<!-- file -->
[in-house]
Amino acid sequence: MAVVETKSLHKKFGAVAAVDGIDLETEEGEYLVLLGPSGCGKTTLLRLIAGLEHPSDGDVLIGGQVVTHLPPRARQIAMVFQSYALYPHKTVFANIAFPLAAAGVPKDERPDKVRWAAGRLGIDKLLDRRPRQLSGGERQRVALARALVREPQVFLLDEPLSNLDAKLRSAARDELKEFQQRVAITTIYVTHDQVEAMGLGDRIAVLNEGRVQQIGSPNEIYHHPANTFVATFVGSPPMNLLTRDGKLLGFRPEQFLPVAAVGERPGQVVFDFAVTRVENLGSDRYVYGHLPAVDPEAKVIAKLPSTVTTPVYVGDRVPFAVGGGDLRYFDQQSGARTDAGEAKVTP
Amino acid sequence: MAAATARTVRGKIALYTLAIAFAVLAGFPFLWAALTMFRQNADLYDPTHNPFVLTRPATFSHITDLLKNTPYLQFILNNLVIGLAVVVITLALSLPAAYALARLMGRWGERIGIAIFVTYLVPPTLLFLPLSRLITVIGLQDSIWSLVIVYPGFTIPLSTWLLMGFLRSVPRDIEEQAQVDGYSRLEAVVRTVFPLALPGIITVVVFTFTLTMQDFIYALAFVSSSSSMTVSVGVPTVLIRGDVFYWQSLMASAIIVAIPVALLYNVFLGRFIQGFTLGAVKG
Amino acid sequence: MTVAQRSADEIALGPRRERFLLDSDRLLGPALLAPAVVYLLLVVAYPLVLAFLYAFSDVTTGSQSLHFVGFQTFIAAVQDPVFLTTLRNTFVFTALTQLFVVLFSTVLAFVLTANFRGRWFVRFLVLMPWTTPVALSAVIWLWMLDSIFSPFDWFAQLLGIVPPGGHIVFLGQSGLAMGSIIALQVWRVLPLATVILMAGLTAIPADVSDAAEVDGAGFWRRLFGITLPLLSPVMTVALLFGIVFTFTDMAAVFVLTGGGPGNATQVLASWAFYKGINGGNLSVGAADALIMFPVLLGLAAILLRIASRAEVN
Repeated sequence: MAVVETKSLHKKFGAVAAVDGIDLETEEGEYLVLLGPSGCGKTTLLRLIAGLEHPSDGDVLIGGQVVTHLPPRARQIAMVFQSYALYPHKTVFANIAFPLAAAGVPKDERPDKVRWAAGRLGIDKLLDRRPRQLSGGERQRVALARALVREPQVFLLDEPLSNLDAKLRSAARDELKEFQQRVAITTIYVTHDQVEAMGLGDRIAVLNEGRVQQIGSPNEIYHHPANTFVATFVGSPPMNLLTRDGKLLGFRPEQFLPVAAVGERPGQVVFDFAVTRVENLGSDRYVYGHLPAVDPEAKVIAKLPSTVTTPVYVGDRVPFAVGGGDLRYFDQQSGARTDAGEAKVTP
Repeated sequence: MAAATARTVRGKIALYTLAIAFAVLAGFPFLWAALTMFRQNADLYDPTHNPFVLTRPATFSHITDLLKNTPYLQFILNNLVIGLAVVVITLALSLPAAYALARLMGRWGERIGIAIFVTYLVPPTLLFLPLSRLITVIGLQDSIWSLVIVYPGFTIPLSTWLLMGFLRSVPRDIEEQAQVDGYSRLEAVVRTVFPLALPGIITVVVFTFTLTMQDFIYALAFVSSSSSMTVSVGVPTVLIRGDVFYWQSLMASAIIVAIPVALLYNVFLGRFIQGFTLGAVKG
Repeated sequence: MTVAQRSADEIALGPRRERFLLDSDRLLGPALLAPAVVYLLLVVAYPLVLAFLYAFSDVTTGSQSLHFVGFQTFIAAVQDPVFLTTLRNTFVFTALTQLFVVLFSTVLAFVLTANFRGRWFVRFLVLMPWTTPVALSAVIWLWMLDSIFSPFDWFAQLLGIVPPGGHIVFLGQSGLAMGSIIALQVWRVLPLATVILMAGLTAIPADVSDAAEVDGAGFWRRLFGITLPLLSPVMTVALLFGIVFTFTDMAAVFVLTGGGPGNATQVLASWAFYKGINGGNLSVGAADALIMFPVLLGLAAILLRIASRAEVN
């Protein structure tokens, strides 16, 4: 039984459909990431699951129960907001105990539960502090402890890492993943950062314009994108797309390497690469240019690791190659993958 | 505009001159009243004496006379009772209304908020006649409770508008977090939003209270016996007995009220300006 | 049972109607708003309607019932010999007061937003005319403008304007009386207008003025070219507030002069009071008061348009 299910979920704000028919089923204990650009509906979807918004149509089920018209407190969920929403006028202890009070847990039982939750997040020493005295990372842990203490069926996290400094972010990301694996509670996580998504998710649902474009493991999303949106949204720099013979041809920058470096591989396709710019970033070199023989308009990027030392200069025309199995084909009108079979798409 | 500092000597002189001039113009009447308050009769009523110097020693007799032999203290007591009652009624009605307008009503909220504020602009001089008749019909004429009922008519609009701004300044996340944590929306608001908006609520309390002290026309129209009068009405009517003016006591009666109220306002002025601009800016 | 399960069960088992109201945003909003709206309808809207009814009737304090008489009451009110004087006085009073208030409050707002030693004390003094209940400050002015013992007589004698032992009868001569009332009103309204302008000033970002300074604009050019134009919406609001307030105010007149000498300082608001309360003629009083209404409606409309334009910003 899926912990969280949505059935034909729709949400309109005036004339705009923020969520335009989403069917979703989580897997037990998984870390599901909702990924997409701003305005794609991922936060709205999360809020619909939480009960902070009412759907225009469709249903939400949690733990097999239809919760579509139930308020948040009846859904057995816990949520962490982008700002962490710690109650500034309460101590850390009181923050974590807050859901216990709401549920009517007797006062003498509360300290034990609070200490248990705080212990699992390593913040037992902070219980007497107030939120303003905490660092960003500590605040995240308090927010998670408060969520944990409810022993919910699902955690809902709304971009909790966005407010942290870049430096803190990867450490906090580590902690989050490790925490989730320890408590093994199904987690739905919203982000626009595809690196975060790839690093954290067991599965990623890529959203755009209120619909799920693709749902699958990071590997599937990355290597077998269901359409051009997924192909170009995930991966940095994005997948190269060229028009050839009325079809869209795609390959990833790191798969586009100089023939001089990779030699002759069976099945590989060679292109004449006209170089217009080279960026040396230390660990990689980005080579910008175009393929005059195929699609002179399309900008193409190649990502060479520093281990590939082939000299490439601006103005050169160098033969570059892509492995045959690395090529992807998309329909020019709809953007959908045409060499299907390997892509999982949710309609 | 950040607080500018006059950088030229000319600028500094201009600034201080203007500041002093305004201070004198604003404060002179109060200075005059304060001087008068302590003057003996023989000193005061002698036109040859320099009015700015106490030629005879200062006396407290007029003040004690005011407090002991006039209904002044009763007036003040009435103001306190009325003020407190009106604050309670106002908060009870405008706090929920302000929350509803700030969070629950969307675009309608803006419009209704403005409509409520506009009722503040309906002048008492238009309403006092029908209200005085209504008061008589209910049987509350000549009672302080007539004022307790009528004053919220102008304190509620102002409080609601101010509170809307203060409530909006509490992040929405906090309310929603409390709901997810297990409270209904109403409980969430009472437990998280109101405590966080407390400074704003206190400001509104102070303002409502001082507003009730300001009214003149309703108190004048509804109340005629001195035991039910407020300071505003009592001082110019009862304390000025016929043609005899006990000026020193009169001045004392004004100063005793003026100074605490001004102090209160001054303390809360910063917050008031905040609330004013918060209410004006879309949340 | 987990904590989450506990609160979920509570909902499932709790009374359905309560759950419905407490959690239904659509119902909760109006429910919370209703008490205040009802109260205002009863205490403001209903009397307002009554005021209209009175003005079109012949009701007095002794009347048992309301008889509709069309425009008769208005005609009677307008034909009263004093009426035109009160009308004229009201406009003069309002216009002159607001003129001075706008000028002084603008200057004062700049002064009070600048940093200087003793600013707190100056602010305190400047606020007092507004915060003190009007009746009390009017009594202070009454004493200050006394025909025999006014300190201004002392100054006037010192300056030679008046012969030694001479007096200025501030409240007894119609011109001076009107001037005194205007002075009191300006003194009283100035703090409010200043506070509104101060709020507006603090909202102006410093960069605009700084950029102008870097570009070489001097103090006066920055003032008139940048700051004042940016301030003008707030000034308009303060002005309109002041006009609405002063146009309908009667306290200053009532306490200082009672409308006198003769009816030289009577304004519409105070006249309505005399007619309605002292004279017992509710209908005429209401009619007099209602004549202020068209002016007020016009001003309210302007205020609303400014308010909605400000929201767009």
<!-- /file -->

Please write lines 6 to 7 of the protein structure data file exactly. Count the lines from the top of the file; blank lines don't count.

Repeated sequence: MAAATARTVRGKIALYTLAIAFAVLAGFPFLWAALTMFRQNADLYDPTHNPFVLTRPATFSHITDLLKNTPYLQFILNNLVIGLAVVVITLALSLPAAYALARLMGRWGERIGIAIFVTYLVPPTLLFLPLSRLITVIGLQDSIWSLVIVYPGFTIPLSTWLLMGFLRSVPRDIEEQAQVDGYSRLEAVVRTVFPLALPGIITVVVFTFTLTMQDFIYALAFVSSSSSMTVSVGVPTVLIRGDVFYWQSLMASAIIVAIPVALLYNVFLGRFIQGFTLGAVKG
Repeated sequence: MTVAQRSADEIALGPRRERFLLDSDRLLGPALLAPAVVYLLLVVAYPLVLAFLYAFSDVTTGSQSLHFVGFQTFIAAVQDPVFLTTLRNTFVFTALTQLFVVLFSTVLAFVLTANFRGRWFVRFLVLMPWTTPVALSAVIWLWMLDSIFSPFDWFAQLLGIVPPGGHIVFLGQSGLAMGSIIALQVWRVLPLATVILMAGLTAIPADVSDAAEVDGAGFWRRLFGITLPLLSPVMTVALLFGIVFTFTDMAAVFVLTGGGPGNATQVLASWAFYKGINGGNLSVGAADALIMFPVLLGLAAILLRIASRAEVN